What is Service Operations Management? Role, Challenges

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What is Service Operations Management?

Service Operations Management is the process of designing, operating, and managing the delivery of services to customers. It involves managing the systems, processes, and people involved in delivering services, with the goal of meeting or exceeding customer expectations while maximizing efficiency and effectiveness.

Concept of Service Operations Management

Before we understand the concept of service operations management, let us understand the meaning of two words viz. ‘operations’ and ‘operations management’. The word ‘operations’ refers to the process of gathering raw materials and converting them into a final product using processes, tools and techniques.

On the other hand, operations management refers to all those activities that are involved in the design and control ofgoods and services along with activities involved in the redesign of business operations.

Operations management in the service industry is called service operations management. A service operation is a transformation process that converts inputs (consumers) to desired outputs (satisfied consumers).

This transformation is achieved with the help of resources and processes such as material, labour, information, etc. Service operations management is a process of planning, executing, monitoring and controlling service operations.

Role of Operations in Services

An efficient service operation helps in achieving effective and timely service delivery. This ensures value for the customer and the service provider. The role of operations in services can be described in the following points:

  • Operations in a service organisation help in generating value for the customer and the service provider. For example, if the restaurant fails to provide quality food as demanded by the customer, the customer is unlikely to visit the restaurant again in the future.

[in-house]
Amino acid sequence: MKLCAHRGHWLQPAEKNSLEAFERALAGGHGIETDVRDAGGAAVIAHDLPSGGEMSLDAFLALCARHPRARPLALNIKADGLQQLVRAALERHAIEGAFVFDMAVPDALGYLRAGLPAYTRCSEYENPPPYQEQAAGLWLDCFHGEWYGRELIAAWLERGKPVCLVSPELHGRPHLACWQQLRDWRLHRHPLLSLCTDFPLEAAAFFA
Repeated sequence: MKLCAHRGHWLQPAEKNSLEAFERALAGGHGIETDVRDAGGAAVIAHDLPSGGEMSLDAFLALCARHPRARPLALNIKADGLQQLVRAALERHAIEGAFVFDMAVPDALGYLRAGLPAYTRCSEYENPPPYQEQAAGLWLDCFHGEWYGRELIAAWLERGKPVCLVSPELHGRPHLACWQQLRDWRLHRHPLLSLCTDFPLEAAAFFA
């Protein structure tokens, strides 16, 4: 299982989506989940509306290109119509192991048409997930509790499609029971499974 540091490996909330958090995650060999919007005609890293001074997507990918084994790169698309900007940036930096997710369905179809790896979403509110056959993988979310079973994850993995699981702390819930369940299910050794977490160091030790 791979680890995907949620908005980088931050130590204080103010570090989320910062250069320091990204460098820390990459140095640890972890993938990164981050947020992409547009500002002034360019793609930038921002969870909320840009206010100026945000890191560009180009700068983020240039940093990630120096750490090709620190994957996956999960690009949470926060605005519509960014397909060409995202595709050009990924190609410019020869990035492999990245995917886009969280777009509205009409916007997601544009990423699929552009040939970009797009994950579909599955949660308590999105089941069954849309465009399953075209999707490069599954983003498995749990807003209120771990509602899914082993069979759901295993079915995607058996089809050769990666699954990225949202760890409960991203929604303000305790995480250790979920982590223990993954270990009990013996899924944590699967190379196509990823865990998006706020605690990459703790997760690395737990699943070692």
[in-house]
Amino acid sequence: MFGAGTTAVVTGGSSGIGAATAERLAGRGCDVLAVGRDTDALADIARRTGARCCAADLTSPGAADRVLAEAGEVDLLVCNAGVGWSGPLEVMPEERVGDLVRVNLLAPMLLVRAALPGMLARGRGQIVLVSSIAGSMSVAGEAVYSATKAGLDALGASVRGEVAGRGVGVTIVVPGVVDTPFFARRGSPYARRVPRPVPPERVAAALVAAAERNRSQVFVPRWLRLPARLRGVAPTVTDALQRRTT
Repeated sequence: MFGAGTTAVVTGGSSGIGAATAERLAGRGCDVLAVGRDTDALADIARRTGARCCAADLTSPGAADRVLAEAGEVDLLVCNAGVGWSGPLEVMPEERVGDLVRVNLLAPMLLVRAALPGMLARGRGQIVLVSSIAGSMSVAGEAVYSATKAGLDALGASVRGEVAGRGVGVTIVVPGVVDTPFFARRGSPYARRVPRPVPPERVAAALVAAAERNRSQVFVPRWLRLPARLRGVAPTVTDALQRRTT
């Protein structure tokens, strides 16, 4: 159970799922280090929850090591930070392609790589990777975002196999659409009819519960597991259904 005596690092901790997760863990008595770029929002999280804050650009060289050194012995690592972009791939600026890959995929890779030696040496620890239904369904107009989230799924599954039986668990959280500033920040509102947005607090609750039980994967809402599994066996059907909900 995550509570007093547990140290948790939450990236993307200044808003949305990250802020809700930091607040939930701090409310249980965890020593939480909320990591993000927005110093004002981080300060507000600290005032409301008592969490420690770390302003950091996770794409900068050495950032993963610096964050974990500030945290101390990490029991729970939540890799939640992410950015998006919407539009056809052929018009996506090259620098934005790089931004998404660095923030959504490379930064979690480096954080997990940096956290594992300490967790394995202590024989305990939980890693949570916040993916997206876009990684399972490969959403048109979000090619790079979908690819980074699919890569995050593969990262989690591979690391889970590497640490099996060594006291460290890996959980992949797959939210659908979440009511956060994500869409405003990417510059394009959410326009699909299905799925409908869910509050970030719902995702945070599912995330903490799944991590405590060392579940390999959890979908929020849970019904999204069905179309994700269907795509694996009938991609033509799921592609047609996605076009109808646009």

Similarly, assume that the number of the selection of candidates from a reputed coaching centre drops significantly. It can be predicted that the number ofadmissions to the coaching centre would reduce. This means that the restaurant and the coaching centre both fail at providing value to clients.

  • Service operations help toensurethat thereis co-ordination among people, processes and systems. In other words, it can be said that people, processes and systems are responsible for a smooth and successful running ofvarious operations in a service organisation.

    For example, in an organisation, it is the staff members who work according to organisational processes and systems; thereby ensuring uninterrupted services to the client.

  • Operations help in ensuring that services are delivered on or before the recommended time deadline. However, the service deliverable’s accuracy, precision and quality must not be compromised.

    For example, a restaurant decides that there must be one waiter who serves each table and he must not take more than five minutes in serving water to customers after they have arrived.

  • Operations ensure that the quality of service is maintained. For example, operations required to take back demonetised notes submitted in banks and issue new currency notes during the period of demonetisation done by the Government of India were very carefully designed to ensure smooth transactions and avoid any mishaps.

  • Operations ensure efficient and effective utilisation of resources that are used in service processes. For example, at a car service centre, operations are defined that the service of one car should not take more than 45 minutes when four mechanics are working on it simultaneously.

    Moreover, operations are also defined that no more than 200 ml of car wash shampoo should be used foreach car. All these operations would lead to the proper utilisation of assets.

Challenges Faced by Service Operations Managers

Managing service operations is different and a bit tougher than managing manufacturing operations. Some major challenges faced by service operations managers are as follows: